• Sorry, I meant to say $3,300 a MONTH for Suboxone with no insurance..… Yes, three THOUSAND, three hundred dollars a MONTH!

  9. I spoke with someone not too long ago, who committed themselves, after a devastating loss of a spouse that they couldn’t otherwise normally handle; getting off the meds they were prescribed, they told me, was worse than the reason why they went in, and that they never would never do it again.

    • So sad. I almost can’t read the comments because I understand their pain. I truly hope they are healthy now…. mind & body :(

  10. So said that two lives are lost here while in custody at the of those who are there to protect them into guard down. It never ceases to amaze me how jails what to so quickly play doctor when they don’t have the experience and the knowledge to do so. They should’ve took her to the emergency room immediately just to be on the safe side if for no other reason. Addiction is a disease and professionals who deal with the disease of addiction should be the ones who should’ve been treating her all along. To deny her the right to a medication that I doctor prescribed to her is just simply murderous on their part and they need to be held accountable. The harm that addition cost far outweighs the cost of the medication to help treat it. Lives matter

  11. Why was the bond so high. She shouldn’t have been in jail. In 2011 Chippewa Falls, Wisconsin. Man faces 24 counts of prescription fraud was free on a $250 cash bond.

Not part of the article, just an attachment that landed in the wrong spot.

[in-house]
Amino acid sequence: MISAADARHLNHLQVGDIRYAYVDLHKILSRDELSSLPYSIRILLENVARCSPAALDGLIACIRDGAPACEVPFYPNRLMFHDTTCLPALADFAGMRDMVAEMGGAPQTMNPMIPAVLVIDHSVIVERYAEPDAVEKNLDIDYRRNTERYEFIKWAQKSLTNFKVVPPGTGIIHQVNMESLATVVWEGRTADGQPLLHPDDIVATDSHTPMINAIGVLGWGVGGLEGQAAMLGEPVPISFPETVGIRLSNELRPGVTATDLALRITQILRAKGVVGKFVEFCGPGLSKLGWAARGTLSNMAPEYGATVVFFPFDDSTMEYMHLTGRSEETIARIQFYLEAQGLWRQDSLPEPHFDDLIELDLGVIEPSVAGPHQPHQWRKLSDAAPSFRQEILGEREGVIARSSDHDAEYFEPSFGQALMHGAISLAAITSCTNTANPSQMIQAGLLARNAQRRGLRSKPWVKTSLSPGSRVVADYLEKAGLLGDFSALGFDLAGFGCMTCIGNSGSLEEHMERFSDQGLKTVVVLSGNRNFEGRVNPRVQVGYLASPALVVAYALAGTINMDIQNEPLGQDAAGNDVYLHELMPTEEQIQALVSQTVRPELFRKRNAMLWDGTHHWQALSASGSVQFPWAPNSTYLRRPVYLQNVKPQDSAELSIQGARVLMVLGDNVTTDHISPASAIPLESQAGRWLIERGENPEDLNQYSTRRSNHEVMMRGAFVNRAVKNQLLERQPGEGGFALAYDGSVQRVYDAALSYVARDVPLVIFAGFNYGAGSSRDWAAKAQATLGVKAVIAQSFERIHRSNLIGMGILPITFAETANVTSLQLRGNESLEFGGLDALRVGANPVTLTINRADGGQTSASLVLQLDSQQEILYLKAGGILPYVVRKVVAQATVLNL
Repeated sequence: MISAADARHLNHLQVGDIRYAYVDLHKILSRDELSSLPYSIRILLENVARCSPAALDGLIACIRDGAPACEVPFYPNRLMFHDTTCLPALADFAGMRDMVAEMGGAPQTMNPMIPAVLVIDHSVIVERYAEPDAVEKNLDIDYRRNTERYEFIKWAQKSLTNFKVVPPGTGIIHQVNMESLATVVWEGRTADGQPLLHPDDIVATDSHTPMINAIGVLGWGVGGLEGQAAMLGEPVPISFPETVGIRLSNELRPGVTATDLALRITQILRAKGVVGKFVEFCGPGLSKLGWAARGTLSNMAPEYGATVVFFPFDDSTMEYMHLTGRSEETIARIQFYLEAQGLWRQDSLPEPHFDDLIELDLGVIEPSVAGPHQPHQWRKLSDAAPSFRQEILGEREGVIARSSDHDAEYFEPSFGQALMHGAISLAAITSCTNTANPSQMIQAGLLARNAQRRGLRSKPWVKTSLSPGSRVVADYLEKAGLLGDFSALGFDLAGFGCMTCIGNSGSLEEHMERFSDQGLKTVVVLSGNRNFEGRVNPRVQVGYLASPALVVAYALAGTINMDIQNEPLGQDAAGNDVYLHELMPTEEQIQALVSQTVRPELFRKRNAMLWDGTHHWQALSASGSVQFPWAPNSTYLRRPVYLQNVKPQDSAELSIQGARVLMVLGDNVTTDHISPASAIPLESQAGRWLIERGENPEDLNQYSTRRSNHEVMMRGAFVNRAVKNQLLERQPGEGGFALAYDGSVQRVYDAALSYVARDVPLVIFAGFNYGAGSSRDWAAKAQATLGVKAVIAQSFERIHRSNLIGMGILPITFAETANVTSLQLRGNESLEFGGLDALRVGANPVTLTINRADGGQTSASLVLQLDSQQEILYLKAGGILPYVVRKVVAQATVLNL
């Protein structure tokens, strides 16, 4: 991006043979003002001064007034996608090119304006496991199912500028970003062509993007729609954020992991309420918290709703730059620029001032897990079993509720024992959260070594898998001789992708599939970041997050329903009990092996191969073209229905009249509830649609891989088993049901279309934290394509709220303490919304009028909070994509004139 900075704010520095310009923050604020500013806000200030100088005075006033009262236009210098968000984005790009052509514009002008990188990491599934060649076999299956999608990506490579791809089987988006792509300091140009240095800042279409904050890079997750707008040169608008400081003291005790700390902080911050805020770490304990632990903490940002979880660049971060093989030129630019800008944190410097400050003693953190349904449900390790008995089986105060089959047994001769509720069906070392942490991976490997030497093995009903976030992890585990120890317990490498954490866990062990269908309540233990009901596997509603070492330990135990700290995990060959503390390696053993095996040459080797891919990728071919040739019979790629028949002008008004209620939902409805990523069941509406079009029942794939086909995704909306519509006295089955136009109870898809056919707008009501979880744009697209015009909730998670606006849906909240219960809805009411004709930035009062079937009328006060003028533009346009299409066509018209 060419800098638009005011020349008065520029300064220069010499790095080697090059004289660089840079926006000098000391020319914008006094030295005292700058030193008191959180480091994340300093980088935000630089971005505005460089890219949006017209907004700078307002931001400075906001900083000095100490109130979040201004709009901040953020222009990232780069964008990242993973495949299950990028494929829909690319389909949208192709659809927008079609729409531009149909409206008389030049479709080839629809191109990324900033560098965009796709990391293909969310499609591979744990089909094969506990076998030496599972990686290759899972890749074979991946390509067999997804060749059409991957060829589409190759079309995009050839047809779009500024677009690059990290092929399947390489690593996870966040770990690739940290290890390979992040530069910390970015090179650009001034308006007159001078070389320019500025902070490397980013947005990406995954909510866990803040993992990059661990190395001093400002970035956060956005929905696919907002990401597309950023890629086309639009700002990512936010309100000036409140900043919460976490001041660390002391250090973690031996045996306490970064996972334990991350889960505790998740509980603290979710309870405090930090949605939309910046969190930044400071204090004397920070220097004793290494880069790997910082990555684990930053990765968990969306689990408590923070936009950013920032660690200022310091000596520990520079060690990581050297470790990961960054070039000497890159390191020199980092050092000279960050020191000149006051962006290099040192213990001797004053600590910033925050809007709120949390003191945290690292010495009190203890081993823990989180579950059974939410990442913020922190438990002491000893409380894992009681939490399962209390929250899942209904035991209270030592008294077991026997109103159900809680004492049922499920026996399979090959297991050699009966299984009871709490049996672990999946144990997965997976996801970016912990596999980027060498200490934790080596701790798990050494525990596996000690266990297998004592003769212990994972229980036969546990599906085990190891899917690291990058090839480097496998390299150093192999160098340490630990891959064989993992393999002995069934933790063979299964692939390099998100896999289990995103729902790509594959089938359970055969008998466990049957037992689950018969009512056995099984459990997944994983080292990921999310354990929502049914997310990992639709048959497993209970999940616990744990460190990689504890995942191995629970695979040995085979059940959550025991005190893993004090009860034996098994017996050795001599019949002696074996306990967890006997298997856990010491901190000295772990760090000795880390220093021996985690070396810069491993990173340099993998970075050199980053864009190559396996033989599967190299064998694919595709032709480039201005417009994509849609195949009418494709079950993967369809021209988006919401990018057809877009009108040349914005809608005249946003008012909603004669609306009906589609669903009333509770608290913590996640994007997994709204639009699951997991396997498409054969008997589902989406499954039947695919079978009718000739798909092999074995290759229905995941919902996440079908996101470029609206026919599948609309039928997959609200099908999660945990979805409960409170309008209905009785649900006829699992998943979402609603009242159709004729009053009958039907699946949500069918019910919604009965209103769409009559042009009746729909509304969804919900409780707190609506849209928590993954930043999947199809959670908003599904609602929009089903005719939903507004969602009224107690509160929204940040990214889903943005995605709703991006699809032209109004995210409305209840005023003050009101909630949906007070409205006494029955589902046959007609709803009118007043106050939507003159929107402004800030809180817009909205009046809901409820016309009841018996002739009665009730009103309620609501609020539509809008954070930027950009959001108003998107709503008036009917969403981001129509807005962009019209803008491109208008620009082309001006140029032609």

2013, pharmacist in Brookfield, Wisconsin was charged with 12 felonies of prescription drug thefts and released on a signature bond (requires no money).

    “A signature bond is common in cases where a defendant has no prior criminal history, is not considered a flight risk and has committed a minor or non-violent misdemeanor crime. Crimes that may fall into this category include vandalism, possession of small amounts of drugs, trespassing or driving under the influence.” from –

    $25,000 bail, WHY? She’s was pregnant, with other health issues, living at home with her mother. Yet, a man with a higher count of prescription fraud, was released on a $250 cash bond and a pharmacist stealing drugs worth over thousands over a two year period, given a signature bond, normally used for misdemeanors. Yes, she committed a crime, but she shouldn’t have been in jail at that time. She should have been out on a (reasonable set) bail amount, being treated for her addiction, with a trail date for after the birth of her child.

  12. Thank you for shedding light on a conversation that families and communities too often hide behind the shame society has attached to addiction and substance use disorders. In response to such tragedy, there was recently the first national rally to Unite To Face Addiction on the mall in Washington, D.C., estimated to have drawn 50,000 Americans across the country. This was a phenomenal event that had performers such as Joe Walsch, Steven Tyler, Sheryl Crow, and many more – come together to bring awareness in our nation’s capital. As an addiction professional and personal advocate, the unity and support at this rally was unlike anything I have ever experienced.